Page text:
Friday, 23 September 2016

January Man

At about this time two weeks ago tonight in Manchester I saw a 75 year old man lose control of his emotions. And very touching it was too. After a 2 hour, 14 song set and faced with a standing ovation from an audience of over 2,000 people at the Bridgewater Hall,  Roy Harper, despite all his hard bitten experience in some 50 years of gigging, found it hard to speak. From our position in the centre of the front row we could clearly see the tears running down his face.

Harper's an old soldier and he's been in a war over the last 3 years, having been accused in a historical sex case by a sole complainant. The jury threw out most of the allegations but couldn't decide on two. The judge gave the CPS 2 weeks to decide on a retrial but they took 6 months to drop the case. The complainant (I refuse to use the term "victim" in any of these situations unless there is proof the events actually happened) recalled Harper's bald head (it is now but it wasn't then) and his blue penis (!) Harper's partner from the time testified, not surprisingly, that it wasn't blue.

Three years is a long time to lose out of your career at any time, but especially difficult when you are in your 70s. And galling when you've released your first album in 13 years to critical acclaim, leading to the most positive publicity you have received in 40 years, plus a BBC Folk Awards lifetime achievement award, before the court case killed his profile and, potentially, his career and legacy.

Harper sensibly didn't mention or even directly allude to the case, but two songs acquired special meaning.  Hors D'Ouevres, which starts "The judge sits on his great assize..." (er, yes, of course that's a play on words about his backside) is about the way society is all too quick to condemn. It was originally written about music critics but it fitted the circumstances.

And Hangman, written from the perspective of an innocent man about to be hung, fitted even closer. Harper's mood had been light at the start, with quite a bit of laughter (er, maybe a small spliff beforehand? It would have been a large one back in the day). But he sang this song with passion and anger. You can see an amateur video of it here (our seats were much better!)

Harper is clearly not young or strong anymore, but he still sings and plays convincingly.

Backed by an eight piece mini-orchestra and a supplementary guitarist, the set was accomplished and included songs released from 1969 to 2013. I particularly liked the double bass player ditching her bow and giving it some skiffle style slap on "Don't You Grieve", Harper's intriguing (or blasphemous, depending on your viewpoint) take on "the gospel according to St Judas". (Harper has no time for religion in any form). You can see an amateur clip here. (Scroll down to Dave Whittaker's post on 14 September at 21:03). Here is Beth on the double bass (Roy on the right, Bill Shanley the left):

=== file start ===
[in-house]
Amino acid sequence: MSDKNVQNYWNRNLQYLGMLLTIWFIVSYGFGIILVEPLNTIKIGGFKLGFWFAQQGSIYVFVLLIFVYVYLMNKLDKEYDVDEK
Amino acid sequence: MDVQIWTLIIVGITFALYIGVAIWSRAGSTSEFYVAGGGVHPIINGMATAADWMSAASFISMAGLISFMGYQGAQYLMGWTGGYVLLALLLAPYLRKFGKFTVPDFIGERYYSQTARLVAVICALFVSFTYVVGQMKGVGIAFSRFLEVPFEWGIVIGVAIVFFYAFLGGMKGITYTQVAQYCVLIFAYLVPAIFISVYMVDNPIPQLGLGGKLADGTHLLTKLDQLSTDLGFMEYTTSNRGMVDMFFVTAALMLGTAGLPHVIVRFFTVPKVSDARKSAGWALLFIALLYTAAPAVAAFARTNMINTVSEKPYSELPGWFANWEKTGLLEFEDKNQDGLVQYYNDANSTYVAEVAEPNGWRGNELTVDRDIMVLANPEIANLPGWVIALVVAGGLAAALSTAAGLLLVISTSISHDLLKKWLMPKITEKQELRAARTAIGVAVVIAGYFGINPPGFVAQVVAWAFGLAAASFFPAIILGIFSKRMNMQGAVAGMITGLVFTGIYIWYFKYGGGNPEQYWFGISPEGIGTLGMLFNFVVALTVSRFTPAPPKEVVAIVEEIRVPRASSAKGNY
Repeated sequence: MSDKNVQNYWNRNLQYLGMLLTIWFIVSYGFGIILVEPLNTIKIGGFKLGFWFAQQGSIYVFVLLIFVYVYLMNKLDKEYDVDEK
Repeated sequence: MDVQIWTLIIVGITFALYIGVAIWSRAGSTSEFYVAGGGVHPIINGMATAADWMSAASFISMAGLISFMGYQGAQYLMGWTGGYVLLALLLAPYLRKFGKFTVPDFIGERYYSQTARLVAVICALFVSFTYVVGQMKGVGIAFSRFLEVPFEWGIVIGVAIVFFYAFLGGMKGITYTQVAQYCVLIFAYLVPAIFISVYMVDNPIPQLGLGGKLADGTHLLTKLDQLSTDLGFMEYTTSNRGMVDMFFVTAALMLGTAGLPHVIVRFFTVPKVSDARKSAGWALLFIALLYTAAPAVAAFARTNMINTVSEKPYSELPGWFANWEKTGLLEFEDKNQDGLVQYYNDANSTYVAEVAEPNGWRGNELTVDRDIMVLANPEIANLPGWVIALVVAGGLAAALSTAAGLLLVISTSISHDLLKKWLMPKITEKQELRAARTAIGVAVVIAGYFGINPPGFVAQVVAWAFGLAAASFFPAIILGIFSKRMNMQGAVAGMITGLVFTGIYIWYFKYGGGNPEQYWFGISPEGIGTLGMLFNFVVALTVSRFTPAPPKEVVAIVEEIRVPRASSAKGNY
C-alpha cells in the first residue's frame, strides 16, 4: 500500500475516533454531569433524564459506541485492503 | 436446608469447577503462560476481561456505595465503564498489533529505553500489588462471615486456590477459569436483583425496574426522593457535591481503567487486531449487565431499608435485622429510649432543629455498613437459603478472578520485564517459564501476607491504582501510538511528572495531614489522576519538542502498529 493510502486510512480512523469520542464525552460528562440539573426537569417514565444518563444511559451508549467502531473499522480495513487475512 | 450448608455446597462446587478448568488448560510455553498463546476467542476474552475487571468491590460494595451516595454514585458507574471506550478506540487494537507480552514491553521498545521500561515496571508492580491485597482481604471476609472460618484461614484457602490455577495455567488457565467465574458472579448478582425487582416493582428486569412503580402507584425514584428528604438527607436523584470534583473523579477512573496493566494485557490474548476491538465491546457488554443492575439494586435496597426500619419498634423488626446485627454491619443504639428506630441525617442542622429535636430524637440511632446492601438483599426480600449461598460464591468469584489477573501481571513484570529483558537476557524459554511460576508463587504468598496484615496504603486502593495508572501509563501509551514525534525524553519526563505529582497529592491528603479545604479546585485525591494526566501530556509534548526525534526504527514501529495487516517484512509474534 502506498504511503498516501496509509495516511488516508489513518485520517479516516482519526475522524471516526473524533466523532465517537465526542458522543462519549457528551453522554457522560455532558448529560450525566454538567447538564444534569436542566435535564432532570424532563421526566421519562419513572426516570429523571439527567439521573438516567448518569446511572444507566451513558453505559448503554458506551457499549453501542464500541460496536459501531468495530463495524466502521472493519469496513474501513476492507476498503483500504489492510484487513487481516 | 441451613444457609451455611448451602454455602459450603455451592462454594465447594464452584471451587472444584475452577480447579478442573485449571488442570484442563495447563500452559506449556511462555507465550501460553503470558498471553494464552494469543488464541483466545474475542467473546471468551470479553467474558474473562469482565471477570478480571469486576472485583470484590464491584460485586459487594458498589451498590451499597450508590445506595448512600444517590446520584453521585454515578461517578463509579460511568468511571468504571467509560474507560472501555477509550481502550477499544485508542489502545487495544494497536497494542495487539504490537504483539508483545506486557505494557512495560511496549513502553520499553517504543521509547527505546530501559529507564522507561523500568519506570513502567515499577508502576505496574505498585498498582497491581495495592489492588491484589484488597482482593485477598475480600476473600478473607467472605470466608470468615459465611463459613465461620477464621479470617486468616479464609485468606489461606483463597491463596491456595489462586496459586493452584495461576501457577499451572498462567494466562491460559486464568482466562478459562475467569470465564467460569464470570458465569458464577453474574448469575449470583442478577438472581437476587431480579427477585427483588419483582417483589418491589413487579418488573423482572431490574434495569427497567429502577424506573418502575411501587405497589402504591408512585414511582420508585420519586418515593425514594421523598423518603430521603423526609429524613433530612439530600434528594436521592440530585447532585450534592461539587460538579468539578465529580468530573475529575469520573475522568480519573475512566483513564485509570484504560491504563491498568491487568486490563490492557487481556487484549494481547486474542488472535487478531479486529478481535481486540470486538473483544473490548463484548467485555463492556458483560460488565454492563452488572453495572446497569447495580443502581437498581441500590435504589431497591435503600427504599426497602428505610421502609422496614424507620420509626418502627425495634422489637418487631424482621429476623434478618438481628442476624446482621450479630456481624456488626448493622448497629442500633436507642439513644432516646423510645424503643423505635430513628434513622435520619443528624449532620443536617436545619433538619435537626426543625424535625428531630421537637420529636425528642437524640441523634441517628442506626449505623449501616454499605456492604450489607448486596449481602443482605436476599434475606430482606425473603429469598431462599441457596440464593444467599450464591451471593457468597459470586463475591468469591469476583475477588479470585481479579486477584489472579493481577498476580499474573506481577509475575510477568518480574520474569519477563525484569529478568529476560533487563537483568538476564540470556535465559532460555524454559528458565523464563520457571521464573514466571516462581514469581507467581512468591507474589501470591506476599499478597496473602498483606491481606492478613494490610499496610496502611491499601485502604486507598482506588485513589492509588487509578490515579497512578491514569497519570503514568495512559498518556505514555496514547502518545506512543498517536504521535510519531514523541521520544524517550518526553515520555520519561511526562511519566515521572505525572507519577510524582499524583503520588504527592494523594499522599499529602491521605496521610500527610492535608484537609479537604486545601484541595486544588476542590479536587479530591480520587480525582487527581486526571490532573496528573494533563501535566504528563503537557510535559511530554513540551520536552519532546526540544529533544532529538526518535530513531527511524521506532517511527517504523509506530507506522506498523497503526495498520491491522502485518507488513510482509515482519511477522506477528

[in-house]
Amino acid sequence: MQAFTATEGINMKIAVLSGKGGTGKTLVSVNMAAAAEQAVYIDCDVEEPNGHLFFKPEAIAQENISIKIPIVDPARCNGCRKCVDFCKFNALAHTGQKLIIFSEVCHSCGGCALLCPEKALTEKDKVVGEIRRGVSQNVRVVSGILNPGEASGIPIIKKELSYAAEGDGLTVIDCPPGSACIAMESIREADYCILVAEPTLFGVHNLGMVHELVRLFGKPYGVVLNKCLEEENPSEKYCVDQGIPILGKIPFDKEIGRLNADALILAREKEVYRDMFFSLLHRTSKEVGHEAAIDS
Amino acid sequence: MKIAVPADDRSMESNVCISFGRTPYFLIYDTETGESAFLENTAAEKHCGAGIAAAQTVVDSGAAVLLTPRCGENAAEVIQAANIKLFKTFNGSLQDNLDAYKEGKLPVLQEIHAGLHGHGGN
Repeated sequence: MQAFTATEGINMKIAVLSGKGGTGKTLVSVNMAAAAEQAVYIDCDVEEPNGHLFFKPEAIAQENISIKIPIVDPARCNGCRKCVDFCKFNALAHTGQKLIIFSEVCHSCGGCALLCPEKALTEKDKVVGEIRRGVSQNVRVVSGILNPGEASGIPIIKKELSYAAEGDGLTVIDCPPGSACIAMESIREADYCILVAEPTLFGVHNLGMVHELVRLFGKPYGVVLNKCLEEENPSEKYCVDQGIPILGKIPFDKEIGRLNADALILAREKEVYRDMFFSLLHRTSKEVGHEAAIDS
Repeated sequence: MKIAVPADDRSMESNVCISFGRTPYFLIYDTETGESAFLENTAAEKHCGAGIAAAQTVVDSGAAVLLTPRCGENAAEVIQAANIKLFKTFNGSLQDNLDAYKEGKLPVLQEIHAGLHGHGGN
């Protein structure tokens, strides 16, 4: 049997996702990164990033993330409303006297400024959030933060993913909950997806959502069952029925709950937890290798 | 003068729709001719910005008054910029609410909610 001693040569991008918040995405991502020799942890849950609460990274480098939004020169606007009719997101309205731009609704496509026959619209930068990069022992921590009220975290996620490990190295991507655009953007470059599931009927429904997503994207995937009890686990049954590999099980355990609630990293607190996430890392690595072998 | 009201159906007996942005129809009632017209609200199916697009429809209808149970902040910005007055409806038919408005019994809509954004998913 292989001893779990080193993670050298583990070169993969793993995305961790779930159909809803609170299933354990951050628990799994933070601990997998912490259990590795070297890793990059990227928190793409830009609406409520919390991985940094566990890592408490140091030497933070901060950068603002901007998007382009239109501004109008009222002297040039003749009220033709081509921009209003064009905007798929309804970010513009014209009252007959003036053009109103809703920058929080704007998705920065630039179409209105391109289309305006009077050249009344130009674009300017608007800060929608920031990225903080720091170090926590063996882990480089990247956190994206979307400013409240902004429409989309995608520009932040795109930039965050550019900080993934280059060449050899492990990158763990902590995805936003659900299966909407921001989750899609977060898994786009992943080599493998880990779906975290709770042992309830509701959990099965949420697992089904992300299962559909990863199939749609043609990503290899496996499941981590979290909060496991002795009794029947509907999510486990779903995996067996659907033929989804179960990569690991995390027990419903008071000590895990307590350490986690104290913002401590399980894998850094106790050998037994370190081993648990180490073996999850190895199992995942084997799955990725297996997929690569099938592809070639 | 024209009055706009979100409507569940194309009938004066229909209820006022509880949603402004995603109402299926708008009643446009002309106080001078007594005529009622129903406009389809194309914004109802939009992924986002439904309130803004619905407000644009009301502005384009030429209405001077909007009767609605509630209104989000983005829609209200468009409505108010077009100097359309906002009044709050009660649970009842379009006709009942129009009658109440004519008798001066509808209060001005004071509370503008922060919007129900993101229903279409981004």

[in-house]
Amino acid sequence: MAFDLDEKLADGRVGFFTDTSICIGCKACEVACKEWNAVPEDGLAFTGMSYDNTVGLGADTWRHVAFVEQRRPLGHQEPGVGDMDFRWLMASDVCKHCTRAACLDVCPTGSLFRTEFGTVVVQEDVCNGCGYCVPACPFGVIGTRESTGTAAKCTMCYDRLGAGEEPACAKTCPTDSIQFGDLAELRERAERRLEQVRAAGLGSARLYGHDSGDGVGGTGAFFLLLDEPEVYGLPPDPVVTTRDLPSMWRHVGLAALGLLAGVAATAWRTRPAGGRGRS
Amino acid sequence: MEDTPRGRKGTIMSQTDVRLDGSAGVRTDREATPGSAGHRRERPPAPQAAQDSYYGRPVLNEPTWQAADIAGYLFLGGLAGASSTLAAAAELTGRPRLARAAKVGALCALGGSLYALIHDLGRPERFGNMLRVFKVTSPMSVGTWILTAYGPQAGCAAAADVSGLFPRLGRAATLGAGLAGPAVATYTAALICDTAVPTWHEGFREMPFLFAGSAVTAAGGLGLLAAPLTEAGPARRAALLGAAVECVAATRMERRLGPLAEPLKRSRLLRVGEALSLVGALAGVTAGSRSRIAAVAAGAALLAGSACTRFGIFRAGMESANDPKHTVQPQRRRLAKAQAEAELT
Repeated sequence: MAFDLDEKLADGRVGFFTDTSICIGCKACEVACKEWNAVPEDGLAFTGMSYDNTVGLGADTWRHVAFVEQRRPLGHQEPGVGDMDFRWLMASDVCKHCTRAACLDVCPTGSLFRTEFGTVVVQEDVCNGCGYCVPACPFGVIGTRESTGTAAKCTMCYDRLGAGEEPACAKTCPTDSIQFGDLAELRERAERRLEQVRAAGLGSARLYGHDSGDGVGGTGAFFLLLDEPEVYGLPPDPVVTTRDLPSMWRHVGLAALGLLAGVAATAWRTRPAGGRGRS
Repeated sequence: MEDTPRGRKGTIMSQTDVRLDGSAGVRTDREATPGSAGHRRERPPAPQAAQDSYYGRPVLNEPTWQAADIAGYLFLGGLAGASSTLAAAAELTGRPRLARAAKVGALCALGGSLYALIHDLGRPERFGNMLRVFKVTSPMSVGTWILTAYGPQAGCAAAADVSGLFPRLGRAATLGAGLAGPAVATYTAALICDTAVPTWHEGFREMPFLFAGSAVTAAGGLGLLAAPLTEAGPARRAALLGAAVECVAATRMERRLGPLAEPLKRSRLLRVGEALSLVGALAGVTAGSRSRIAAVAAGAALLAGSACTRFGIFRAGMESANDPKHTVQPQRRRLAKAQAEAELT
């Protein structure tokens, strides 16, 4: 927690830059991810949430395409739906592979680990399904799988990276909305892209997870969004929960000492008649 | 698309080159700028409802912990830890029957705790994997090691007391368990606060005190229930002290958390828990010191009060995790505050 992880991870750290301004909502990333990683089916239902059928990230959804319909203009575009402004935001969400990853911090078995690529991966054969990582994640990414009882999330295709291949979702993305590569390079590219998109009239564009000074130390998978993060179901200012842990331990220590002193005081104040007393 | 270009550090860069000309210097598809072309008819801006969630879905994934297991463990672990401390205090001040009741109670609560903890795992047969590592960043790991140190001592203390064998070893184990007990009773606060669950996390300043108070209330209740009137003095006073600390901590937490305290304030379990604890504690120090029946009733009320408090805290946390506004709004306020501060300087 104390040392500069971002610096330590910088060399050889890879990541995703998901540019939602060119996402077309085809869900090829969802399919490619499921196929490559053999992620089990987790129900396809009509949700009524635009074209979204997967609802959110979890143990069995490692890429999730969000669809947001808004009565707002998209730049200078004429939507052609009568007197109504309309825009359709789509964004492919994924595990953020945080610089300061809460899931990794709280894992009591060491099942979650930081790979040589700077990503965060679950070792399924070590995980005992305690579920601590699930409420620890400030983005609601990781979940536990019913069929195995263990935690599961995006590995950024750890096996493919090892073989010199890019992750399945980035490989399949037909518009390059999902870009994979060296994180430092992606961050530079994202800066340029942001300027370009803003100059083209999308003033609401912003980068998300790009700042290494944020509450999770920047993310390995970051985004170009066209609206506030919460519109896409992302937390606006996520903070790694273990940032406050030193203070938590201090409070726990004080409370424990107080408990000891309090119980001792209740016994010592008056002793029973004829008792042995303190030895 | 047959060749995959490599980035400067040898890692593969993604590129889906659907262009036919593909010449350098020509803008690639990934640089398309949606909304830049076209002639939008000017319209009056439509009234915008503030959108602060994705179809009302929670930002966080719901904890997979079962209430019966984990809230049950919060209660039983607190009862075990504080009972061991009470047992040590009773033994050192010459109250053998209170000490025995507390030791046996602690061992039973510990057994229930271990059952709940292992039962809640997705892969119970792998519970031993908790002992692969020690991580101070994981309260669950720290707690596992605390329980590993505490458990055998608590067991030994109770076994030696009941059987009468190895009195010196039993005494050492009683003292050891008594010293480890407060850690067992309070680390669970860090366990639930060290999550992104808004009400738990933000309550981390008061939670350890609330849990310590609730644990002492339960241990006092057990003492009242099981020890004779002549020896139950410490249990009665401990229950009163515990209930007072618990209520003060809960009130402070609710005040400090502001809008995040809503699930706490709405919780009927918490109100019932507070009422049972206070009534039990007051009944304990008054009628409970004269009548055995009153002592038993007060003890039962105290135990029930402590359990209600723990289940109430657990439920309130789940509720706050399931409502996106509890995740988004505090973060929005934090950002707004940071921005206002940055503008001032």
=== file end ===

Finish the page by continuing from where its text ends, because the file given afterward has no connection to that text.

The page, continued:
Harper eventually managed to say "I'll try to see you again" (I'll See You Again being another song in the set) before waving and looking back as he left the stage. I've seen him play at least 10 times - all good gigs - and humble isn't a word you'd use about him, but humbled is how he seemed looking at us all standing there giving it large. And speechless, which I've certainly never seen previously.

Before the court case Harper had mused that he might have 3 or 4 albums left in him. Only time can tell where we're going to, but maybe now he'll still get to make at least one of them.

Or even, as he suggested in response to a shout out, bring the 1969 song McGoohan's Blues out on tour : an 18 minute long piece from the album Folkejokeopus - that would be worth seeing.

Either way, Roy, the memories are dear and you've always made us think.

Thanks a lot Roy, man.

Footnote: Of course there are several barely concealed references to Roy's songs above.

January Man is about a 70 year old man trying to keep passion alive. It includes the lines "I lost control of my emotions in the oceans of your eyes" and "I lost control of my emotions in the notion of your grace, I lost control of my emotions - a tear ran down my face".  From the 2013 album Man and Myth, I think it rivals the work from his halcyon years in the late 60s to the mid 70s.

There are at least 4 others but I'll leave experts out there to spot them.

For a review of Roy's gig a few day's later at the Royal Festival Hall, by Opher Goodwin (author of 45 books) see here. "We feared we might have lost him for good. But we haven’t. Roy is still there delivering something unique and exceptional. Nobody does it better. Nobody has produced songs of such beauty and magnitude. This man is England’s finest! It is about time he is recognised as our foremost Singer-Songwriter – up there with the likes of Dylan and Cohen."

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